3. Albrecht Altdorfer, Virgin with the Child and Two Boys, 1507, Engraving 2 3/4in x 1 7/8in. Mary and Leigh Block Museum of Art, Northwestern University, The Norman H. and Marie Louise Pritchard Collection, 1985.2.120
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October 14, 2020 - Moments of Absorption

Each week a member of The Block's team offers selections that resonate with them at this moment. ⁣This week América Salomón, Engagement Coordinator, writes:

"As an artist and an audience member, I’ve always found myself drawn to the experiential, immersive potential of art—the ability for a work of art to take you in sensorily and create a space for wonder and contemplation. Now, more than ever, I’ve valued the moments of absorption that artworks can create, whether for rest from or sustained deliberation of the anxieties and realities that we face day to day. These three works transfix and affect in such a manner for me, engaging the senses through detail, texture, and movement."

  1. Neal Rock, Golden Surfing, 2003. Silicone rubber with artificial flowers, overall: 23 in x 20 in x 9 in. Mary and Leigh Block Museum of Art, Northwestern University, gift of Peter Norton. 2016.4.39.
  2. Ken Fandell, The Sky Above My Home (10/7/2002–6/14/2003, Chicago, Illinois), 2003. Inkjet print on paper, overall: 58 1/4 in x 105 in. Mary and Leigh Block Museum of Art, Northwestern University, gift of Peter Norton. 2016.4.9.
  3. Sarah Sze, Day, 2003. Offset color lithograph and screenprint (diptych), sheet: 37 1/4 in x 71 1/4 in. Mary and Leigh Block Museum of Art, Northwestern University, purchase funds provided by guests at the April 21, 2012 benefit. 2012.3b.
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October 7, 2020 - Motion in a Still Frame

Each week a member of The Block's team offers selections that resonate with them at this moment. ⁣This week Melanie Garcia Sympson, Curatorial Associate, writes:

"In the past seven months, I have spent a lot of time in front of screens with moving images: gifs with pictures on a loop, movies with special effects, and flashing email notifications. These three black-and-white artworks with unrelated subject matter – a swinging pendulum, charging horses, and flying saucers – have stuck with me for their dizzying representation of motion in a still frame."

  1. Berenice Abbott, The Science Pictures: Pendulum Swing, 1959/60, printed 1982. Gelatin silver print, 15 × 19 1/2 in. Mary and Leigh Block Museum of Art, Northwestern University, donated by Husch Blackwell, LLP, 2019.8.7.
  2. Albrecht Dürer, The Four Horsemen of the Apocalypse, 1498, published 1511. Woodcut on paper, 5 7/8 in x 11 1/8 in. Mary and Leigh Block Museum of Art, Northwestern University, gift of Pamela and James Elesh, 2010.16.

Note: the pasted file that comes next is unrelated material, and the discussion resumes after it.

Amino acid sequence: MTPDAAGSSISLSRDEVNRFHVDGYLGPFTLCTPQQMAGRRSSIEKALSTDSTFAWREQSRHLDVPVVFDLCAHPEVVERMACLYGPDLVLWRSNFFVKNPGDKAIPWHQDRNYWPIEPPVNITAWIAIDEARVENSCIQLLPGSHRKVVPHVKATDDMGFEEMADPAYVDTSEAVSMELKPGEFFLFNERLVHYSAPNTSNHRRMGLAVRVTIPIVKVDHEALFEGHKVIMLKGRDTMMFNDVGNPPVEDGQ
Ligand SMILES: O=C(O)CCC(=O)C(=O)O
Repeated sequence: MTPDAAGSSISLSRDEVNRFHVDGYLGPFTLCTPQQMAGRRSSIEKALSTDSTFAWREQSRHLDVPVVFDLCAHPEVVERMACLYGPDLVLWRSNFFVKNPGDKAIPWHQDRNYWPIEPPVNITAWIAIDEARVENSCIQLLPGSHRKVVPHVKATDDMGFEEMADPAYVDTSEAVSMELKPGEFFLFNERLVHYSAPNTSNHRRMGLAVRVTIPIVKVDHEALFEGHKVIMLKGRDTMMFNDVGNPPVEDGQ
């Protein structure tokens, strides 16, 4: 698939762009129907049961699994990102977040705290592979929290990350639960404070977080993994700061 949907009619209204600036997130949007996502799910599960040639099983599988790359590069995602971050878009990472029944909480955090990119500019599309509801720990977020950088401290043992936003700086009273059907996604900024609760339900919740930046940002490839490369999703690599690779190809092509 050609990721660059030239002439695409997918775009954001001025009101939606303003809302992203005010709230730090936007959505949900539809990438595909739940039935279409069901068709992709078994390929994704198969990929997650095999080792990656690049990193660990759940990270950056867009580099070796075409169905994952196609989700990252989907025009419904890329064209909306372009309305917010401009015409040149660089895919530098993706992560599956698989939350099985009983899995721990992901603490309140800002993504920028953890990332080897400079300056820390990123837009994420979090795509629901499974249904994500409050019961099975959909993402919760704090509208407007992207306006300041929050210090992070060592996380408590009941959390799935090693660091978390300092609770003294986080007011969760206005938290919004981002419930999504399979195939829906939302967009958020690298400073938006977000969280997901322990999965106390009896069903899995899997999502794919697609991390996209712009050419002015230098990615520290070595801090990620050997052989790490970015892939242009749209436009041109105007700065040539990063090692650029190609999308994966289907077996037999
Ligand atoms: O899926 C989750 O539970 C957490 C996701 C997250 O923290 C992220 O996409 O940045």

3. Alexander Calder, Flying Saucers (Soucoupes Volantes), 1969. Lithograph, 30 × 22 3/4 in. Mary and Leigh Block Museum of Art, Northwestern University, transfer from the University Archives, 2018.3.1.
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September 29, 2020 - Charting a Path

Each week a member of The Block's team offers selections that resonate with them at this moment. ⁣This week Lindsay Bosch, Senior Manager of Marketing & Communications, writes:

"I’ve been looking at a lot of charts lately. We all have. Disease, elections, fires, demographics: I study the trends, the curves, the spikes, the trajectory…trying to project the future… or even understand the present with a bit more clarity. I’m rarely satisfied. Maybe it’s for this reason that I’m drawn to artists that turn the aesthetics of data toward new aims. With maps, charts, and graphs these three works take on elements of the ubiquitous visualizations that fill our news feeds. In place of clarity, they bring beauty, complexity, and even irony. The works each introduce a human perspective into the appearance of data. In doing so they also suggest the impossibility for any such visualizations to give us the objective truth about our world."

  1. Casey Reas, Process 6 (Image 3), 2005, Inkjet print on paper 27 3/4 in x 27 3/4 in, Mary and Leigh Block Museum of Art, Northwestern University, 2007.22.4.
  2. Kameelah Janan Rasheed, Approximations, 2019, Inkjet print on paper 24 × 20 in. Mary and Leigh Block Museum of Art, Northwestern University, purchase funds provided by the Julie and Lawrence Bernstein Family Art Acquisition Fund, 2019.18.1
  3. Robert Morris, Observatory, from the portfolio CONSPIRACY: The artist as witness, 1971, Lithograph 18 in x 24 in., Mary and Leigh Block Museum of Art, Northwestern University, gift of Evelyn Salk in memory of her husband, Erwin A. Salk2001.20h